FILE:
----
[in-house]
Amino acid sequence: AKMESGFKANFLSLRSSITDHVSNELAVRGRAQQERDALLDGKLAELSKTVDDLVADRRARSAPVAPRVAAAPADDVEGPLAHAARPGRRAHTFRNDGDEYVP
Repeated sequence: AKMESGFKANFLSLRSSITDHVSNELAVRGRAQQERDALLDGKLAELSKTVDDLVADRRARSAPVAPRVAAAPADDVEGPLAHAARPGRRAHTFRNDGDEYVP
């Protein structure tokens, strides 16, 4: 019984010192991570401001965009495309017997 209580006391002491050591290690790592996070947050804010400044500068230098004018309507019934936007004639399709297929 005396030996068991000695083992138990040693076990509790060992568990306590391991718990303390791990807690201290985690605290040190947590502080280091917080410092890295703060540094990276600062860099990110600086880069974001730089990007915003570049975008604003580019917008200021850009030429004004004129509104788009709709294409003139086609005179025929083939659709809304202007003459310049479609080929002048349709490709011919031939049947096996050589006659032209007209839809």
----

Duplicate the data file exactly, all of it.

[in-house]
Amino acid sequence: AKMESGFKANFLSLRSSITDHVSNELAVRGRAQQERDALLDGKLAELSKTVDDLVADRRARSAPVAPRVAAAPADDVEGPLAHAARPGRRAHTFRNDGDEYVP
Repeated sequence: AKMESGFKANFLSLRSSITDHVSNELAVRGRAQQERDALLDGKLAELSKTVDDLVADRRARSAPVAPRVAAAPADDVEGPLAHAARPGRRAHTFRNDGDEYVP
């Protein structure tokens, strides 16, 4: 019984010192991570401001965009495309017997 209580006391002491050591290690790592996070947050804010400044500068230098004018309507019934936007004639399709297929 005396030996068991000695083992138990040693076990509790060992568990306590391991718990303390791990807690201290985690605290040190947590502080280091917080410092890295703060540094990276600062860099990110600086880069974001730089990007915003570049975008604003580019917008200021850009030429004004004129509104788009709709294409003139086609005179025929083939659709809304202007003459310049479609080929002048349709490709011919031939049947096996050589006659032209007209839809």